8. Fall asleep to music radio etc
If you can (some people can’t), try drifting off to music radio (or another music source) using the sleep function on any audio device that supports it. I think there’s something about music when you’re drifting off to sleep that gets into your brain in a way it doesn’t at other times. Either way, here’s half an hour of the day when you’d probably otherwise be in silence. Claim it back!
9. Prefer music venues when you’re on a night out
There’s a pub chain in the UK called Wetherspoons which famously, at least for a time, boasted about “never having music playing”. This would be bottom of your list when applying this rule. Instead, when you’re on a night out, consciously try and frequent pubs, bars, lounges etc that have music playing, rather than sports bars, traditional boozers etc that may not.
Of course, if you’re going clubbing then this isn’t an issue, but there’s no reason why music can’t play a part in your nights out the other days of the week too when you’re out and about.
10. Have a limited music device such as an iPod Shuffle
One of the problems us DJs have with music is we’re always trying to categorise, organise, jump off at tangents – we find it very hard to “just listen”. I love my iPod Shuffle because it stops any of that. I stuff it full of tunes I want to know better, then use it. Mine is a model before you could get it to speak track names through the headphones, so I just gave up worrying and listened!
I soon figured they’d be time to review what I’d heard back at a computer, later. Plus it’s easier to carry than a smartphone when you go for a run or hit the gym
11. Buy a lead for the MP3 Aux socket in your car
Chances are if your car is newish that it has an Aux or MP3 socket on the dashboard somewhere that lets you plug in an MP3 player or other music source. Go on, order a lead for it.
It’ll cost you next to nothing, and means you can throw your favourite tunes on in the car rather than rely on the radio or some tired old CDs in the autochanger that you never, you know, change. And when you’re looking for your next car? Make this a must-have requirement. Bluetooth? Even better.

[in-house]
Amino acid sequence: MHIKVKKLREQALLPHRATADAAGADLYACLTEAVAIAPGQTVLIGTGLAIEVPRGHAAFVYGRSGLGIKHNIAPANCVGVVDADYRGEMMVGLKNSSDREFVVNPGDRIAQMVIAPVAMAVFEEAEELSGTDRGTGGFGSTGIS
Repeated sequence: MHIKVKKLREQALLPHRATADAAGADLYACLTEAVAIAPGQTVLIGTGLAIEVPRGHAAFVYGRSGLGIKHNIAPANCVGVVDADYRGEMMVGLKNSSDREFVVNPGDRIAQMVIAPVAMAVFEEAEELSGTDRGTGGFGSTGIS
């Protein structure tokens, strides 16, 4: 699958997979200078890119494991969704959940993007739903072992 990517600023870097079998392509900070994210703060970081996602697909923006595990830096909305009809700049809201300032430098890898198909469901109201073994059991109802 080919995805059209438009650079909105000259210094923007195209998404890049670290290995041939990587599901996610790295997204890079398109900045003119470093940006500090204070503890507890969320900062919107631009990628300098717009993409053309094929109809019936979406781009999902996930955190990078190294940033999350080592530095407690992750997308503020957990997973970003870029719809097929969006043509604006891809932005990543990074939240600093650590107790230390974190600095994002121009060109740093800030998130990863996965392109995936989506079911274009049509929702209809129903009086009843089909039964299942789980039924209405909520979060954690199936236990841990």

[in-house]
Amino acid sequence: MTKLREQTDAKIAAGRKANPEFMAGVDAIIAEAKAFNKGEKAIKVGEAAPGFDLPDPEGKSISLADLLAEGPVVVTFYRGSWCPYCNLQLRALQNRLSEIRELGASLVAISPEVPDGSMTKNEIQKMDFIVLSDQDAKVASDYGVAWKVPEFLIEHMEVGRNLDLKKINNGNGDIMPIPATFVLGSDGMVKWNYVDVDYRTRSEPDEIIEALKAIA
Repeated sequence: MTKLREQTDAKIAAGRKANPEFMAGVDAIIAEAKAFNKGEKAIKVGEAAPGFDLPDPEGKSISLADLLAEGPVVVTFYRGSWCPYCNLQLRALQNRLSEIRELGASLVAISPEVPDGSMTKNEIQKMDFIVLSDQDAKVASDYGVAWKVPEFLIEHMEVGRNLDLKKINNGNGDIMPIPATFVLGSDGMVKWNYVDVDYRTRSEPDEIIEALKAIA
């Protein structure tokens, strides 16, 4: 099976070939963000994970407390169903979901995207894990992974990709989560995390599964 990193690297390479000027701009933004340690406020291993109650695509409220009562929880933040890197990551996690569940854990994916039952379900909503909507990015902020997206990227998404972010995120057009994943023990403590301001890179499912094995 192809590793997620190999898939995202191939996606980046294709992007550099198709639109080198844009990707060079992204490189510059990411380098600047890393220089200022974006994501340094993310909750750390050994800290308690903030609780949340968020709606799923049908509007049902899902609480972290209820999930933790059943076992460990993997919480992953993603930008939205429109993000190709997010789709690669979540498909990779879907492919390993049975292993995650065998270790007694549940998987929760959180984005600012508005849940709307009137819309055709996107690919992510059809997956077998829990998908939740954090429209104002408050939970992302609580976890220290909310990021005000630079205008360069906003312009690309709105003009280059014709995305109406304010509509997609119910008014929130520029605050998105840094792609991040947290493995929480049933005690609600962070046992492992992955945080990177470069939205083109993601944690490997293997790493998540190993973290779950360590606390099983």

12. Watch more films… with good soundtracks
If you don’t watch films, please do. They are a secret weapon for the DJ – packed with tunes you can pinch. you can capitalise this rich seam of ideas by checking out who’s behind the soundtracks of film, or searching “OST” to find original soundtracks on web stores, then watching the film of those you like the look of. Next time your partner wants to pull you away from the decks to watch a film? You now now how you can make that situation work for you.
This is background, not foreground
As we said last week, one of the ideas around getting more music in your life is to get it there when you’re busy doing something else. This isn’t about sitting down to listen to music – it’s about having it going 24/7 or as close as you can get.
The only concession to being a DJ you should make (apart from ensuring there’s always something playing, of course) is to have a way of recording for later use tracks that catch your ears. Shazam, a note on your phone, a real notebook and paper – whatever. Note, and forget. You can worry about whether they’re good for your DJing later on – for now, get on with your day. This is gathering, not analysis.
Remember, implement only one or two of the above and you’ll be improving your “musical life” to the benefit of your DJing. Implement half a dozen and you’ll have it at least 80% covered. Good luck!
Do you have a method for listening to music when you’re busy doing other things? How do you fit music discovery in with a busy life? Please share your thoughts and experiences in the comments.